In the winter of 1991, I awoke one morning to a brighter than usual bedroom. This meant one of two things: One, that my mother had accidentally slept in and forgotten to take me to school; or two, this was that great, that delicious, that sweet surrender of a day New England children pine after as soon as the days begin to shorten. I skipped out of bed and looked hopefully out the window and—my fantasy had become reality.
“Snow day!” I yelled as I scampered down the stairs.
My friend Emily and I had made plans for this. On the first snow day, we were going to play together. Big time plans. Emily called, asked me to come over. A formality. I sheepishly asked my mother to drive me over to her house.
“No, honey, the roads are all closed,” she sighed as she warmed up some food for my younger siblings.
The pause that followed that sting was the sound of my nine-year-old heart breaking.
“Can I walk over?” A bold move. Emily’s house was a mile away. No way she’d let me go. But I had to try.
After a moment of deliberation, my mother said, “Sure honey,” and glided away to tend to my brother and sister; both had started crying a moment ago. “Just make sure you bundle up.”
Shock. Was this actually happening? I thought. Giddy and afraid to say anything before her mistake sunk in, I wrapped myself in a puffy, fluorescent color-blocked ski jacket and snow pants, with ski tags from Blue Hills Ski Camp still on the zipper. Click, went the suspenders of my snow pants. Smile, went my face. I was a fluffy marshmallow of hot pink, lime green and electric blue. After tucking my long underwear into my wool socks and pressing my boots onto my feet, I asked my father to tie them. My hands were not really at liberty to lace.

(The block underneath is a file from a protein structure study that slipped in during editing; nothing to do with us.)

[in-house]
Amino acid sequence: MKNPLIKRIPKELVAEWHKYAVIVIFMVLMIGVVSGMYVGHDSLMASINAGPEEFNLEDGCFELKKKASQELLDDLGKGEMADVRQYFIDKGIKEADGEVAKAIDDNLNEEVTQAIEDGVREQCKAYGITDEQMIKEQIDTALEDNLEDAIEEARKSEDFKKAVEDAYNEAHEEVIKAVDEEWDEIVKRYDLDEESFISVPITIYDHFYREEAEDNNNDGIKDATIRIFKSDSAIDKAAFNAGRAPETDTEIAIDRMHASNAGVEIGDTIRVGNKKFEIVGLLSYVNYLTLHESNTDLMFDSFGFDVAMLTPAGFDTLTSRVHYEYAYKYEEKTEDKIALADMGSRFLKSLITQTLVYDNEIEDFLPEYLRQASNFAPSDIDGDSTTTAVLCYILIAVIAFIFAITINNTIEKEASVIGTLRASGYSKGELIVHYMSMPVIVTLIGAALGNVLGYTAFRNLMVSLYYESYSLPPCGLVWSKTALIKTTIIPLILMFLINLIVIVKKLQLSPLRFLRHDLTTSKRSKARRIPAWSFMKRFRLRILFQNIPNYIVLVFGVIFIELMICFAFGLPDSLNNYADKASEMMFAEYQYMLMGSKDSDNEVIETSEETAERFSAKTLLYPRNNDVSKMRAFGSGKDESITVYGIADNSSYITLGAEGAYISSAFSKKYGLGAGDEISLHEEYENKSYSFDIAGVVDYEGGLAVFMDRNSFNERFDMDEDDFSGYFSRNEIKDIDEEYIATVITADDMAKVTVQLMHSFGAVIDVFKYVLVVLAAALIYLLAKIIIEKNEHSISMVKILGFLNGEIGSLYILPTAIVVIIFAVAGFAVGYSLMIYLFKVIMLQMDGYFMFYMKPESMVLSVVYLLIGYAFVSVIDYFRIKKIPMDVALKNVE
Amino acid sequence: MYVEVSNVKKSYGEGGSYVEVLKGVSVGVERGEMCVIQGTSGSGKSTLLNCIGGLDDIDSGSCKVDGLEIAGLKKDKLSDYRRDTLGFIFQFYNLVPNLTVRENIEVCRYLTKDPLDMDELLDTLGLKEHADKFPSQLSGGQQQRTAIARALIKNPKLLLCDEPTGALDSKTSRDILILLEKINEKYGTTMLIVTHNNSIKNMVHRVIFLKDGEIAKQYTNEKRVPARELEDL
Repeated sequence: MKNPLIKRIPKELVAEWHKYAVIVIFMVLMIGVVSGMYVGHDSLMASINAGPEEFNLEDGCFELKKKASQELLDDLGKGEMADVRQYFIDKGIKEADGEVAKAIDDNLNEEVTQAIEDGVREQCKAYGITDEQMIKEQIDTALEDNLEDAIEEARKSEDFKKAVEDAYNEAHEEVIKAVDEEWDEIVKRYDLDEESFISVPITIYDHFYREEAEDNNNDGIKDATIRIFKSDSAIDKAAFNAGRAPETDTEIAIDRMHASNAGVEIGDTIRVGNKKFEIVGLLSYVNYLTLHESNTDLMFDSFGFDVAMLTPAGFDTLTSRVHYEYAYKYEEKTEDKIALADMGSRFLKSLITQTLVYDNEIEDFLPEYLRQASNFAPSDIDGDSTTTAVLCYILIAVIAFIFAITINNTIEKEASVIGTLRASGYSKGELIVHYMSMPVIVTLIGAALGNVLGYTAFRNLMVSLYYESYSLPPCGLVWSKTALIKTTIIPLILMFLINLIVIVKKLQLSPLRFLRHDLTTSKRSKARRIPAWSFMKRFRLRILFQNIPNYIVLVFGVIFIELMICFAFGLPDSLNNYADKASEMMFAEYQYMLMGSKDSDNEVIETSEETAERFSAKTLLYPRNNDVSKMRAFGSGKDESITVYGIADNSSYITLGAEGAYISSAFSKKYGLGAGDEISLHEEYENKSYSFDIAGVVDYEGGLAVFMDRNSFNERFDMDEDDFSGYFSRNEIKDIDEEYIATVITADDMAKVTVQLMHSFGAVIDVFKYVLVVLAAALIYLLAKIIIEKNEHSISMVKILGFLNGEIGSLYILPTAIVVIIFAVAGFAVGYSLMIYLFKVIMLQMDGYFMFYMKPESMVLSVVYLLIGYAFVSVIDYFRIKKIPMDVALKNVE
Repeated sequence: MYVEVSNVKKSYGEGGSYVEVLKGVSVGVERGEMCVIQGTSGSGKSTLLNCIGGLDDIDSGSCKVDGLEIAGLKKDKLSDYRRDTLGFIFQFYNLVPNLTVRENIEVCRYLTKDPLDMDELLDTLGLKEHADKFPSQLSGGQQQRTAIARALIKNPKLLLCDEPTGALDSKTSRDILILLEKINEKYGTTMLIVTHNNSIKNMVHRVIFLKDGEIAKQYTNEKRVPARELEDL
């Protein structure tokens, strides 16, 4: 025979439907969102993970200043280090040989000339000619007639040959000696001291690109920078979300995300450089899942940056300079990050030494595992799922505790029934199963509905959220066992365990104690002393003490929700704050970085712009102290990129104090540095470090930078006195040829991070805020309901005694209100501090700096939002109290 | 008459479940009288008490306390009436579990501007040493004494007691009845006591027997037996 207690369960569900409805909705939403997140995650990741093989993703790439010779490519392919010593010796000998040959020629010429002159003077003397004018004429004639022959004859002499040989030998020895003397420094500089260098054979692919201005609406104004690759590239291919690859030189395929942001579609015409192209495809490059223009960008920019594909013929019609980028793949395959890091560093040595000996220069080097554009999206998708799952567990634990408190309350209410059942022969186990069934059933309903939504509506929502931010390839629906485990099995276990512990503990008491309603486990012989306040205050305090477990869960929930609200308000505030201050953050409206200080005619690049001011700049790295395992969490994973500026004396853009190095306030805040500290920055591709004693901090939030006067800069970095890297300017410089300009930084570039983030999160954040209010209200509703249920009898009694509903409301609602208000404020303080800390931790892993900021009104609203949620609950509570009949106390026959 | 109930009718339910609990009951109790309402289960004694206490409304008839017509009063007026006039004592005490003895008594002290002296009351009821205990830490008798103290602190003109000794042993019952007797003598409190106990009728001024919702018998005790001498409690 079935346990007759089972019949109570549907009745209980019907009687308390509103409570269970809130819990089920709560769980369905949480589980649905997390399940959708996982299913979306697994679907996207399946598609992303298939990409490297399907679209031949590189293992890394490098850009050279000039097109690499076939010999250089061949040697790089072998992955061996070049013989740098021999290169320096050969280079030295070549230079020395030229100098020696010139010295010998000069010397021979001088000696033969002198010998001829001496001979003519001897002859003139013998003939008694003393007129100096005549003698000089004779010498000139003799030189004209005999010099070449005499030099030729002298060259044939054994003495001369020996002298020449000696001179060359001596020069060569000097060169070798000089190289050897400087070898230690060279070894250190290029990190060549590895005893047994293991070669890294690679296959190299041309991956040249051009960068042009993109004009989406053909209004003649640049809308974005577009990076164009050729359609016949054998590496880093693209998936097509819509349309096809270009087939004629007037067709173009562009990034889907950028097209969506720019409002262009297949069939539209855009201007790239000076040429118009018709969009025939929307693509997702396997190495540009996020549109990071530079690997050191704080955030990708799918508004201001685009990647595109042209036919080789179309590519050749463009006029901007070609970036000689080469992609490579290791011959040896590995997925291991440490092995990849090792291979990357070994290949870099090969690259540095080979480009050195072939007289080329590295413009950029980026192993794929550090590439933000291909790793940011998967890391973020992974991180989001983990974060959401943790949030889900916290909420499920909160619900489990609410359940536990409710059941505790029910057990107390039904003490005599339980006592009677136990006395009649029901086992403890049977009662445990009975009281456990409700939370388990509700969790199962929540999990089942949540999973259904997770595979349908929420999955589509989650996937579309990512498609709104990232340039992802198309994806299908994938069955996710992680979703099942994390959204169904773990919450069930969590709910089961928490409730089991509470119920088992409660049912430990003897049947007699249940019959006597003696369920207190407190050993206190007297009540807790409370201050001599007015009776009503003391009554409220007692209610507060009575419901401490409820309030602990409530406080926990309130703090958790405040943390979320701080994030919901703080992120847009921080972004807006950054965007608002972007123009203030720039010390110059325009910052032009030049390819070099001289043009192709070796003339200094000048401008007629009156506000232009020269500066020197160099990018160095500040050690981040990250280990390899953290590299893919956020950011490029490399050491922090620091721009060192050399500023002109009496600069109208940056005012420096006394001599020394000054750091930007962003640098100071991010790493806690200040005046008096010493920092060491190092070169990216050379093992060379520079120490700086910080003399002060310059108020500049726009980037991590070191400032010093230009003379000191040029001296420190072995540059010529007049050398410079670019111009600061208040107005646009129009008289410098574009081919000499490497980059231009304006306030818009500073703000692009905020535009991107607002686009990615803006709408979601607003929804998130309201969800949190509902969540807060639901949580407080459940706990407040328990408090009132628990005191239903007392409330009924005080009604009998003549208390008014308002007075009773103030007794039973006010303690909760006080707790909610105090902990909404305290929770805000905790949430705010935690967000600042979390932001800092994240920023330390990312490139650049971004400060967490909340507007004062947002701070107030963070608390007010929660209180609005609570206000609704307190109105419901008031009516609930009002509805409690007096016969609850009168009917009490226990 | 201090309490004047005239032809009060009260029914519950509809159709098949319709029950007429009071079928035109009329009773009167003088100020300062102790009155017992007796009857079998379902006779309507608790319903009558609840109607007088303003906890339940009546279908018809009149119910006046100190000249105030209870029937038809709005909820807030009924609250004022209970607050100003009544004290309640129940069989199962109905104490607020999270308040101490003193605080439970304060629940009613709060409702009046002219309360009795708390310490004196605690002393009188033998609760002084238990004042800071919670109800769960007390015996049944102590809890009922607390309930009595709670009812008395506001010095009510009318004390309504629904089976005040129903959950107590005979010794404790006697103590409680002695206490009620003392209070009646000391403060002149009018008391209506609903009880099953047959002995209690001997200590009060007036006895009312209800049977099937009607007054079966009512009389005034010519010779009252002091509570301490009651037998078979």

“You sure you know how to get there?” He asked, an eyebrow of paternal concern raised in objection to my mother’s agreement to the post-blizzard walk.
“Yeah, Pop, I walk there all the time in the summer.”
“OK, well it’s cold out there. Put on your mittens and, uh, a hat and stuff.” He plopped a baby blue Turtlefur onto my neck. Static rose and my hair stood on end. “Call us when you get there.”
“OK, bye!” I skedaddled out of there as I heard my dad say, “Hon, are you sure it’s OK for her to walk there?” I knew better than to wait around for them to contemplate this.
In the garage, I grabbed the disk sled, the fastest one, and confidently pushed the button to freedom. Creaking and cranking, the garage raised and there it was: the snowy road, my journey, laid out before me. The crystal white snow piled up in drifts against my neighbors’ houses so that the windows only barely peeped out of the glistening blanket. Snow had scattered up the shutters because of the wind, and the sun made everything sparkle. No one had shoveled yet. The world was mine. Hat and mittens on and swish, out the garage door I slid, right before the door cranked shut.
Waddling, trudging, and gliding, at times, I made it about three-quarters of a mile to Emily’s house on the quiet, recently snow-blown sidewalks of Milton, Mass. Freedom. Joy. The open road. Not a person in sight. Just me and the snow gods. My boots crunched, my face beamed. The perfection of the walk could only be heightened by one thing: a shortcut through Dudley Lane, the dirt road that ran through the forest. I would walk halfway up Dudley, and then go to the rest of the way to Emily’s though the forest that bordered her house’s yard. What an amazing idea!